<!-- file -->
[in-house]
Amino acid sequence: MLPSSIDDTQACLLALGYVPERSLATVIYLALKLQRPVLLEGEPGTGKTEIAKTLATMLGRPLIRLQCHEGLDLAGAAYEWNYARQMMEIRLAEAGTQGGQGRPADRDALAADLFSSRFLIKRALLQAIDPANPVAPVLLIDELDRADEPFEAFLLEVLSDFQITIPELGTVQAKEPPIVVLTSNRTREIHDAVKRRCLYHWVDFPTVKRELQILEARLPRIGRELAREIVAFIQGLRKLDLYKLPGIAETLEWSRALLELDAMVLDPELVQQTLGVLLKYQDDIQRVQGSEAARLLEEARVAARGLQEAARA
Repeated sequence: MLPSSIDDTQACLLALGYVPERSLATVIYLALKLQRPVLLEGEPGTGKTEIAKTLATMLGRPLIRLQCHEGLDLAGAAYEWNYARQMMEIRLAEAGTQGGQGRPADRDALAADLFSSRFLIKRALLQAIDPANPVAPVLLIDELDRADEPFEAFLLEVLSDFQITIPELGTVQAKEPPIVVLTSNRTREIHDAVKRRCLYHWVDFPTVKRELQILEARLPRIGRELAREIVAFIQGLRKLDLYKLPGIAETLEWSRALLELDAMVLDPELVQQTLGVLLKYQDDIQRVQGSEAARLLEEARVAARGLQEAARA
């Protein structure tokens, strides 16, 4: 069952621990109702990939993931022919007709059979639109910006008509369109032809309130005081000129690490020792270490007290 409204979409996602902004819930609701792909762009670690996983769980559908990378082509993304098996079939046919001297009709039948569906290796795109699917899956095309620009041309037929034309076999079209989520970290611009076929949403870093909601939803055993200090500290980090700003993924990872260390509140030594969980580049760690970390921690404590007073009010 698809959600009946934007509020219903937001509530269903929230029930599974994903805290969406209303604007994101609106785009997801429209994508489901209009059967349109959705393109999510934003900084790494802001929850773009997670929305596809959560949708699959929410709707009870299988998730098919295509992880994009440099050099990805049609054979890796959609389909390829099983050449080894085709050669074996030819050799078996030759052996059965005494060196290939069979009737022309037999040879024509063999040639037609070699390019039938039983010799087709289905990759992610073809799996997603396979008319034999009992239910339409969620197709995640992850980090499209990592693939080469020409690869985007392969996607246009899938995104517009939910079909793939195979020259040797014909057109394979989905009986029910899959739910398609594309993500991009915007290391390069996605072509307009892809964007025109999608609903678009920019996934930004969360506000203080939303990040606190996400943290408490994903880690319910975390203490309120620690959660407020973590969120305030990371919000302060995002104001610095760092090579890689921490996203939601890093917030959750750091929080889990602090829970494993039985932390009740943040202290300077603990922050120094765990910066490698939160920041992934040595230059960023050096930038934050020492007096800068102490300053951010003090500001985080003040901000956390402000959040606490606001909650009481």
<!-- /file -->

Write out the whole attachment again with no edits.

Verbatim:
[in-house]
Amino acid sequence: MLPSSIDDTQACLLALGYVPERSLATVIYLALKLQRPVLLEGEPGTGKTEIAKTLATMLGRPLIRLQCHEGLDLAGAAYEWNYARQMMEIRLAEAGTQGGQGRPADRDALAADLFSSRFLIKRALLQAIDPANPVAPVLLIDELDRADEPFEAFLLEVLSDFQITIPELGTVQAKEPPIVVLTSNRTREIHDAVKRRCLYHWVDFPTVKRELQILEARLPRIGRELAREIVAFIQGLRKLDLYKLPGIAETLEWSRALLELDAMVLDPELVQQTLGVLLKYQDDIQRVQGSEAARLLEEARVAARGLQEAARA
Repeated sequence: MLPSSIDDTQACLLALGYVPERSLATVIYLALKLQRPVLLEGEPGTGKTEIAKTLATMLGRPLIRLQCHEGLDLAGAAYEWNYARQMMEIRLAEAGTQGGQGRPADRDALAADLFSSRFLIKRALLQAIDPANPVAPVLLIDELDRADEPFEAFLLEVLSDFQITIPELGTVQAKEPPIVVLTSNRTREIHDAVKRRCLYHWVDFPTVKRELQILEARLPRIGRELAREIVAFIQGLRKLDLYKLPGIAETLEWSRALLELDAMVLDPELVQQTLGVLLKYQDDIQRVQGSEAARLLEEARVAARGLQEAARA
């Protein structure tokens, strides 16, 4: 069952621990109702990939993931022919007709059979639109910006008509369109032809309130005081000129690490020792270490007290 409204979409996602902004819930609701792909762009670690996983769980559908990378082509993304098996079939046919001297009709039948569906290796795109699917899956095309620009041309037929034309076999079209989520970290611009076929949403870093909601939803055993200090500290980090700003993924990872260390509140030594969980580049760690970390921690404590007073009010 698809959600009946934007509020219903937001509530269903929230029930599974994903805290969406209303604007994101609106785009997801429209994508489901209009059967349109959705393109999510934003900084790494802001929850773009997670929305596809959560949708699959929410709707009870299988998730098919295509992880994009440099050099990805049609054979890796959609389909390829099983050449080894085709050669074996030819050799078996030759052996059965005494060196290939069979009737022309037999040879024509063999040639037609070699390019039938039983010799087709289905990759992610073809799996997603396979008319034999009992239910339409969620197709995640992850980090499209990592693939080469020409690869985007392969996607246009899938995104517009939910079909793939195979020259040797014909057109394979989905009986029910899959739910398609594309993500991009915007290391390069996605072509307009892809964007025109999608609903678009920019996934930004969360506000203080939303990040606190996400943290408490994903880690319910975390203490309120620690959660407020973590969120305030990371919000302060995002104001610095760092090579890689921490996203939601890093917030959750750091929080889990602090829970494993039985932390009740943040202290300077603990922050120094765990910066490698939160920041992934040595230059960023050096930038934050020492007096800068102490300053951010003090500001985080003040901000956390402000959040606490606001909650009481």